After that, there is a 49-minute "In Conversation with George A. Romero" piece from Melbourne International Film Festival, wherein Guilia D’Agnolo Vallan hosts an interview with Romero himself about his entire career. They talk early influences, Romero's love for horror comics and their influence on Creepshow, the Hollywood system and so much more. This is a truly magnificent interview and really hits home if you're still deeply affected by the loss of Romero.
Finishing out the extras on the first disc are four TV spots, three different trailers and the 8-minute vintage Wampum Mine Promotional Video, which was originally created as a business development tool.
Umbrella has included a second DVD in this release that contains a few more extra features, starting with "The Many Days of the Dead," which includes interviews with Romero, Savini, Nicotero, Howard Sherman, Joe Pilato, Lori Cardille and others. It's another great look at the creation of the film and its lasting impact. From there we're treated to "Joe Of The Dead," an insightful look into Joe Pilato's career as told by the man himself. Another feature on the disc, titled "Travelogue Of The Dead," which follows Pilato once again, this time joined by Ken Foree as they make appearances in the UK to promote the movie. This piece also features input from the fans, some who praise it, while others don't fare it as well.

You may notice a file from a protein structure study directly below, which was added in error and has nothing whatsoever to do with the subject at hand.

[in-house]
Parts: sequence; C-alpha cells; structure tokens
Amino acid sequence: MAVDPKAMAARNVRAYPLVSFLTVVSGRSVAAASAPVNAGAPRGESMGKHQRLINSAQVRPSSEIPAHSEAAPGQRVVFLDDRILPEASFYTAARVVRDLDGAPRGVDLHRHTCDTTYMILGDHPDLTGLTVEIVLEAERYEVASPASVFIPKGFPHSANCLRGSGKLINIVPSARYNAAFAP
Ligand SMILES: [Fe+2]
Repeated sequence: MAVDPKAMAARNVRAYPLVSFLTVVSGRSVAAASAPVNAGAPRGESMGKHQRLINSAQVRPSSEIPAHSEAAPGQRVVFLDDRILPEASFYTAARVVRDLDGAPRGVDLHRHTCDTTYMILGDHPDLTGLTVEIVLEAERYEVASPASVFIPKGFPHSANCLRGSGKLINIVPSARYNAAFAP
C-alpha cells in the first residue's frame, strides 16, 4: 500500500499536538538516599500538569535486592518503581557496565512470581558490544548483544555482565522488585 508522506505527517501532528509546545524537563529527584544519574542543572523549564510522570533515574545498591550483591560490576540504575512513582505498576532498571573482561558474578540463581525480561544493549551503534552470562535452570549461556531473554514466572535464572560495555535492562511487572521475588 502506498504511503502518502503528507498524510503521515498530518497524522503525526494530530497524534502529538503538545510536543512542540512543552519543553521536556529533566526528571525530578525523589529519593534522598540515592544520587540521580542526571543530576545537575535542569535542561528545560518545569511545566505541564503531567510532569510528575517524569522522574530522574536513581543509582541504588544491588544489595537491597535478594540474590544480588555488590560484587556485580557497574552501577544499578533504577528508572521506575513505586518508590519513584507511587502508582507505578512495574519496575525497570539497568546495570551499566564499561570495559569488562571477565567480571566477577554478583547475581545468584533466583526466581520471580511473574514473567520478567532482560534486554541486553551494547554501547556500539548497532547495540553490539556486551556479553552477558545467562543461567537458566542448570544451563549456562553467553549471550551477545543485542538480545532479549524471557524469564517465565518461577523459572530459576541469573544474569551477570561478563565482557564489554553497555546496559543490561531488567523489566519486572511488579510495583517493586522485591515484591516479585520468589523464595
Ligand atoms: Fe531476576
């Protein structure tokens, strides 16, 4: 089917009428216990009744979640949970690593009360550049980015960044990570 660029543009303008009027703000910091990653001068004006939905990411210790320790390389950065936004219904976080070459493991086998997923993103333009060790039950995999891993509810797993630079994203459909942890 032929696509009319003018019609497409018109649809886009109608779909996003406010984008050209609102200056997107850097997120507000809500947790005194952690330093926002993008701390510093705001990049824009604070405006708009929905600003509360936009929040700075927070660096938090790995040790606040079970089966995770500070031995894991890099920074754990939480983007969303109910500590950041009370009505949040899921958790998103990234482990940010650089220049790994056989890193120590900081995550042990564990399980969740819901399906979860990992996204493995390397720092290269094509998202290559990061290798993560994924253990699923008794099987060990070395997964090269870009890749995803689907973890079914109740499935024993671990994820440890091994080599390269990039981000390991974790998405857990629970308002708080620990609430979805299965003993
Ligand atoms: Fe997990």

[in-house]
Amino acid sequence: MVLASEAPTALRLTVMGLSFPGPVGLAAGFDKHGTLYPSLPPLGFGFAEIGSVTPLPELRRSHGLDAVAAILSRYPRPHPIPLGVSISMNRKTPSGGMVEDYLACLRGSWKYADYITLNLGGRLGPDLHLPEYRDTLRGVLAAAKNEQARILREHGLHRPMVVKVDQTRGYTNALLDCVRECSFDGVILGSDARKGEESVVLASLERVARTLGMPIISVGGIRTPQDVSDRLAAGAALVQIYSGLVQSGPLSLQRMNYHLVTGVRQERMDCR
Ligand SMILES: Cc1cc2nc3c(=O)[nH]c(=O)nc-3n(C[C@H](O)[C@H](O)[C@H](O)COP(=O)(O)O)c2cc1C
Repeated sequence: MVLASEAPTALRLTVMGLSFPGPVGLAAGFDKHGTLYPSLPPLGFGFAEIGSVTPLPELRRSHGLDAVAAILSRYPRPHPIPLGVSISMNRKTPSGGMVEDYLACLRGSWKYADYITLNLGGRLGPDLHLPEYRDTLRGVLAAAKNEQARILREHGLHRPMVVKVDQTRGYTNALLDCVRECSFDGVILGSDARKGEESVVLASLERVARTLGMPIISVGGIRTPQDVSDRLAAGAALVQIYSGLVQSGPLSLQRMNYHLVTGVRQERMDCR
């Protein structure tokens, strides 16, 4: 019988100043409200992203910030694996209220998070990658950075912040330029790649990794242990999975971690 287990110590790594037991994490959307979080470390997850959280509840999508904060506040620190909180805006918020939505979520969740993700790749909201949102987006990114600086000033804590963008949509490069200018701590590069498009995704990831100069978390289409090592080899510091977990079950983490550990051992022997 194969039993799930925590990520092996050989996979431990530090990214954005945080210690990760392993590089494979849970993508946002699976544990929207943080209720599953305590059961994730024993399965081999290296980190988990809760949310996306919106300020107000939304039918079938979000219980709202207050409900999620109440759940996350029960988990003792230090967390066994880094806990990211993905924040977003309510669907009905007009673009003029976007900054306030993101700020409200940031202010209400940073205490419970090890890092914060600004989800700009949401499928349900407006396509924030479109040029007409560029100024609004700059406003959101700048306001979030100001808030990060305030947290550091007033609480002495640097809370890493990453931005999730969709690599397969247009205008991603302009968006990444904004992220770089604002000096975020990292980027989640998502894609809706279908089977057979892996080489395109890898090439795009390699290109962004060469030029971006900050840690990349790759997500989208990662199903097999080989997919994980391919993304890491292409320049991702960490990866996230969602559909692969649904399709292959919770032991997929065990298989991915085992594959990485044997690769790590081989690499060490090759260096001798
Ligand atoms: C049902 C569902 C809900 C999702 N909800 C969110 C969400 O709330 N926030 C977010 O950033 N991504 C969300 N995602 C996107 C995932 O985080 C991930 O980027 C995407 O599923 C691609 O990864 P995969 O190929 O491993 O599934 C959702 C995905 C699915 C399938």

"Reflections on the Living Dead" is a 78-minute extra that covers an event where Romero, John A Russo, Russell W. Streiner and Karl Hardman got together for the first time in years to discuss Night of the Living Dead and how the film came to be. Filmmakers Tobe Hooper, Fred Olan Ray, John Landis, Sam Raimi, David DeCouteau, Scott Spiegel, and Wes Craven also show up to talk about the film's influence on them.
Rounding out the extras on this disc is an extensive gallery of behind the scenes and promo images. The Blu-ray also features reversible cover art by Simon Sherry.
Day of the Dead is one hell of a zombie epic. It's relentless, grim and uncompromising, and while some fans of the "Dead Trilogy" don't hold it as near to their hearts as the previous two films, there's no denying Day is one of the greatest zombie films ever created. Umbrella Entertainment has not only created the ultimate edition of the film, but a comprehensive and monumental tribute to the late George A. Romero and his undying legacy.